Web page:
Undergraduate Research Opportunities in Immunology

Multiplex Biotechnology Laboratory

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Our group is focused on development of multiplex biotechnologies based on nanotechnology and microfluidics, particularly barcode arrays, for disease diagnostics and forensic investigation. This unique lab also aims to apply the multiplex tools and employ principles in systems biology and physics to tackle the major challenges in immunology and cancer therapeutics, and to offer new perspectives of multi-scale biosystem development.

Lee Lab

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The laboratory engages in basic research designed to better understand and modulate immunological memory or general host defense. The two main projects we study are 1) the CD4 T lymphocyte which directs both cellular and humoral (antibody-mediated) immune responses. Stimulation of CD4 T cells and promoting their differentiation is a key element that underlies vaccination. 2) Bat immunity. Bats are currently the subject of intense interest due to their decimation by the disease White Nose Syndrome. Projects employ animal models and tissue culture, cellular immunology, flow cytometry, and immunochemical techniques to study immune cell development, activation, regulation, and function.

Harton Lab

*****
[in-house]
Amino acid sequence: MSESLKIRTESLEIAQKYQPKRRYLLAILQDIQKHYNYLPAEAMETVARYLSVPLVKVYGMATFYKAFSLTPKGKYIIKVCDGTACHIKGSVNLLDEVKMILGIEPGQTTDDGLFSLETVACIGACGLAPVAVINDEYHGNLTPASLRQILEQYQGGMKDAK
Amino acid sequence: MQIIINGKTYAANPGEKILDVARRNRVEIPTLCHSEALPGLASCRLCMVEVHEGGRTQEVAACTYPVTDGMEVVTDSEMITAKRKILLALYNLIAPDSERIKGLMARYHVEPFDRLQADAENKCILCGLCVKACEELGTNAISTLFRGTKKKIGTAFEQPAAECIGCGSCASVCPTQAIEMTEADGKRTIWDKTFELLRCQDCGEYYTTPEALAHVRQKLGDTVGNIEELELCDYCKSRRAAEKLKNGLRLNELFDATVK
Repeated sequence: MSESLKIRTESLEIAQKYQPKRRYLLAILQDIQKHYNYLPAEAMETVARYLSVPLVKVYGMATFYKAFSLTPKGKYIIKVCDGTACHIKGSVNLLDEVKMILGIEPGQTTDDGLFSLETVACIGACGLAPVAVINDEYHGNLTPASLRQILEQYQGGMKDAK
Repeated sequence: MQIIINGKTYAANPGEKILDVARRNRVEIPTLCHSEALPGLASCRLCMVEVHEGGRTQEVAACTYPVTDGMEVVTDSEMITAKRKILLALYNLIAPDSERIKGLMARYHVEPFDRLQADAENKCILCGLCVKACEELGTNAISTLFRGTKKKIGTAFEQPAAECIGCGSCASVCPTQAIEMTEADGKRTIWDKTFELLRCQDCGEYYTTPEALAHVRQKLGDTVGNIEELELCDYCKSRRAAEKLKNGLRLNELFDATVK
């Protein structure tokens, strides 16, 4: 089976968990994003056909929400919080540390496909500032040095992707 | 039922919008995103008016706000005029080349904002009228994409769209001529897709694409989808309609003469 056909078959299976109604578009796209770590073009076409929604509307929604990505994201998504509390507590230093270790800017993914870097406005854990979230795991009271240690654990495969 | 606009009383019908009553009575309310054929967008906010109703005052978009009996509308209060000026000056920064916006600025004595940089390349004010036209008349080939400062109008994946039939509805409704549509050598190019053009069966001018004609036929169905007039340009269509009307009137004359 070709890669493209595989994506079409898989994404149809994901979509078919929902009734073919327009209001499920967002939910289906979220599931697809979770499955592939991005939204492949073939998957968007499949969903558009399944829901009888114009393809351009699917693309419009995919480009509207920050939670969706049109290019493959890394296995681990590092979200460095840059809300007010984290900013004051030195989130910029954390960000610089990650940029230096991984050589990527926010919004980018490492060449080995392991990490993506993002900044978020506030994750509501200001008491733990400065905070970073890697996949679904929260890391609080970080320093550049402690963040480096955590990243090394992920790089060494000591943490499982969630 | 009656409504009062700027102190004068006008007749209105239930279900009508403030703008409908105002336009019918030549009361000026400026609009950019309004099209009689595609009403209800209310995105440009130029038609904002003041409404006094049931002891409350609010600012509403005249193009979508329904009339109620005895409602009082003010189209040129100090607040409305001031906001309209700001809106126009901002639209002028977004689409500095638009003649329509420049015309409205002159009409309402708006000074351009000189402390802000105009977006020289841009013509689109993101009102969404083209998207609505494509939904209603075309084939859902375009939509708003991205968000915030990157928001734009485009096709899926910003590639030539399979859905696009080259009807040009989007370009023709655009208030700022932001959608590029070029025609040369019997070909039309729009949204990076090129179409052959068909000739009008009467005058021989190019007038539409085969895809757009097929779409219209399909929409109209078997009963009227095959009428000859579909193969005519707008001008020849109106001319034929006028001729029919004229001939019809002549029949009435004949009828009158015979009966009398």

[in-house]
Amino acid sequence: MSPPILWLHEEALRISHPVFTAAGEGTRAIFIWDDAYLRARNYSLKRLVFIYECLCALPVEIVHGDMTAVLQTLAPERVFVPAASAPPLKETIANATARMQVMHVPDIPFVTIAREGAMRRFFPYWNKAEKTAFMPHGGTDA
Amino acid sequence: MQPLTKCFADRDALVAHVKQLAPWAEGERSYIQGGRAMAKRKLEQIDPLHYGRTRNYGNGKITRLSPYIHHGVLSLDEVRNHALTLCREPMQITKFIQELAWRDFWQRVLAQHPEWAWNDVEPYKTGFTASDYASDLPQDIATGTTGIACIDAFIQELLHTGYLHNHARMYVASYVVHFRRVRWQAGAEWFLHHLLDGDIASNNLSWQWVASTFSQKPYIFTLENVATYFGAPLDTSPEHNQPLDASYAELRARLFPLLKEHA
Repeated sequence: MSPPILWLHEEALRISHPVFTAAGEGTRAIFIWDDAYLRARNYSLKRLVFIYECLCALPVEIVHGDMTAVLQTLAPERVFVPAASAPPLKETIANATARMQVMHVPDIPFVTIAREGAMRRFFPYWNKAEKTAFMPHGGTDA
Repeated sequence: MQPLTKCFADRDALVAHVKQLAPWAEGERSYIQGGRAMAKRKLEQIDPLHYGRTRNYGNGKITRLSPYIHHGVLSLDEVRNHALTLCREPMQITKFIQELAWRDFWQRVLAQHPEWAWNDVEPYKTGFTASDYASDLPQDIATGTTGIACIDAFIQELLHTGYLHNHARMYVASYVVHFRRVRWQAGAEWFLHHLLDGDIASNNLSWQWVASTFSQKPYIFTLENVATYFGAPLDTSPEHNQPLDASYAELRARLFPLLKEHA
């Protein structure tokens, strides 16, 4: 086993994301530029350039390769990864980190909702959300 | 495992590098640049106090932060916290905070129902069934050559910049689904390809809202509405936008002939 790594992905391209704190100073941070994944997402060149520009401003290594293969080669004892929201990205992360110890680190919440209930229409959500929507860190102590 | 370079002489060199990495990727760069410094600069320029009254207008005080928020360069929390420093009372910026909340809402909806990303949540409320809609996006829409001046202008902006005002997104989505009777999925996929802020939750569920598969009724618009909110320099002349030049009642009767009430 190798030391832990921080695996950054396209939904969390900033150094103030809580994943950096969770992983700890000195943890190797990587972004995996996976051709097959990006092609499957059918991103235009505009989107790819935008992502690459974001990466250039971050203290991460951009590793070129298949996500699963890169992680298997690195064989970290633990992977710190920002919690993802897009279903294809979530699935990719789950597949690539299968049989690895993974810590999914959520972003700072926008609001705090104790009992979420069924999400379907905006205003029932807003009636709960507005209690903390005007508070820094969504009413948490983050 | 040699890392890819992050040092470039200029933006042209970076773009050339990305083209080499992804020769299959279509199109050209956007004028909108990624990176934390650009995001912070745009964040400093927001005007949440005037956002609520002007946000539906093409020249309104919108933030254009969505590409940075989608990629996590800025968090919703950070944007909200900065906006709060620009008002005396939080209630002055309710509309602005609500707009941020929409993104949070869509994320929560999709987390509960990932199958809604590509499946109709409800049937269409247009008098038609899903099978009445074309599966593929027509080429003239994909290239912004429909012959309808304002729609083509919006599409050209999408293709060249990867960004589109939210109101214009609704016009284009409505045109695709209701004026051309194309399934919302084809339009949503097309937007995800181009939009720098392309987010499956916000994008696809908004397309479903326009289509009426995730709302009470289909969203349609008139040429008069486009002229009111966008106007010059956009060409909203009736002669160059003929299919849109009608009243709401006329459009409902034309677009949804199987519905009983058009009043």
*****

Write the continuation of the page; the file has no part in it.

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Similar to Toll-like receptors (TLR), proteins of the NLR family serve as intracellular pathogen sensors and regulators of immune responses. Invading bacteria such as those causing the plague, tularemia, and food poisoning are detected by NLRs. Some NLRs normally drive inflammatory responses when macrophages are infected by activating transcription factors such as NF-kB and MAPK as well as inducing production of inflammatory proteins like IL-1. They can also promote programmed cell death to help limit infection. Mutations within select NLRs are involved in a number of inflammatory diseases including Crohn’s Disease and Muckle-Wells Syndrome. One project currently seeks to understand NLR regulation. A second project considers a large protein, CIITA. Unlike other NLRs, CIITA is a transcription factor controlling expression of Major Histocompatibility Class (MHC) II genes. MHC II is absolutely critical to the normal functioning of both cellular and humoral immunity. Understandably, CIITA plays a role in multiple disease states ranging from arthritis and immunodeficiency to AIDS and cancer. Utilizing a wide array of molecular, cellular, biochemical, and animal based approaches we are advancing our understanding of the underlying molecular basis for how these proteins work in both health and disease. Previous students (depending on the project and the student’s skills/interest) have performed bioinformatics, cell culture, cloning, eukaryotic cell transfection, flow cytometry, gene expression assays, immunofluorescence microscopy, PCR, protein assays, and tumor growth/rejection studies. Undergraduate researchers will have the opportunity to interact with technical staff as well as postdoctoral and graduate students.